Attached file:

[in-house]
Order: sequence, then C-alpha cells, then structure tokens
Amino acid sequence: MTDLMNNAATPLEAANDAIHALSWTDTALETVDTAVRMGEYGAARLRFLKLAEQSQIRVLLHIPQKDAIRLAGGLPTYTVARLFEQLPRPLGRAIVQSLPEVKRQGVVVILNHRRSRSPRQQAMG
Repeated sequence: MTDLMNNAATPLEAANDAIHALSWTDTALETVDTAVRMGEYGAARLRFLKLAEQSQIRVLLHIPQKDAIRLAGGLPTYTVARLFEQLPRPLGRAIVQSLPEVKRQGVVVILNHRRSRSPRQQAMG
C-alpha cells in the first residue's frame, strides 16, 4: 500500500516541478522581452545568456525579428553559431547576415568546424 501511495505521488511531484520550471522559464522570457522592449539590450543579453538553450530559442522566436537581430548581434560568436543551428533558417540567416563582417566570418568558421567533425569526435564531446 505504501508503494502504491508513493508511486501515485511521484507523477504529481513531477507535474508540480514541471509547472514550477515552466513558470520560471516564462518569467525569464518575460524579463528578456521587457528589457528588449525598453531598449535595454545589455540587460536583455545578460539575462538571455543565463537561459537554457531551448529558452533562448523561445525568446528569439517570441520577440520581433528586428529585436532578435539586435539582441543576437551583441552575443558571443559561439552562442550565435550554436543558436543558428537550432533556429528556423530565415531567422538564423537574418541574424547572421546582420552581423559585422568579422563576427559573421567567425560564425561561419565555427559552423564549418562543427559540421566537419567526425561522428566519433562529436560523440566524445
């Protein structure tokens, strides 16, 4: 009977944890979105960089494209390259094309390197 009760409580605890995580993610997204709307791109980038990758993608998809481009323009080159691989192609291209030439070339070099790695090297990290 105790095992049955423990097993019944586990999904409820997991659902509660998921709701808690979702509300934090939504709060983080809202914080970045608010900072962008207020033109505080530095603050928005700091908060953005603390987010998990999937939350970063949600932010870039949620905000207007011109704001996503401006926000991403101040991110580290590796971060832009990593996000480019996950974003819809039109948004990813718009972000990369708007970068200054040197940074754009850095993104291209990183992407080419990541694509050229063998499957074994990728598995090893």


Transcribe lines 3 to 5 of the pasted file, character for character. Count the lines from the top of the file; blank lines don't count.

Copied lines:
Amino acid sequence: MTDLMNNAATPLEAANDAIHALSWTDTALETVDTAVRMGEYGAARLRFLKLAEQSQIRVLLHIPQKDAIRLAGGLPTYTVARLFEQLPRPLGRAIVQSLPEVKRQGVVVILNHRRSRSPRQQAMG
Repeated sequence: MTDLMNNAATPLEAANDAIHALSWTDTALETVDTAVRMGEYGAARLRFLKLAEQSQIRVLLHIPQKDAIRLAGGLPTYTVARLFEQLPRPLGRAIVQSLPEVKRQGVVVILNHRRSRSPRQQAMG
C-alpha cells in the first residue's frame, strides 16, 4: 500500500516541478522581452545568456525579428553559431547576415568546424 501511495505521488511531484520550471522559464522570457522592449539590450543579453538553450530559442522566436537581430548581434560568436543551428533558417540567416563582417566570418568558421567533425569526435564531446 505504501508503494502504491508513493508511486501515485511521484507523477504529481513531477507535474508540480514541471509547472514550477515552466513558470520560471516564462518569467525569464518575460524579463528578456521587457528589457528588449525598453531598449535595454545589455540587460536583455545578460539575462538571455543565463537561459537554457531551448529558452533562448523561445525568446528569439517570441520577440520581433528586428529585436532578435539586435539582441543576437551583441552575443558571443559561439552562442550565435550554436543558436543558428537550432533556429528556423530565415531567422538564423537574418541574424547572421546582420552581423559585422568579422563576427559573421567567425560564425561561419565555427559552423564549418562543427559540421566537419567526425561522428566519433562529436560523440566524445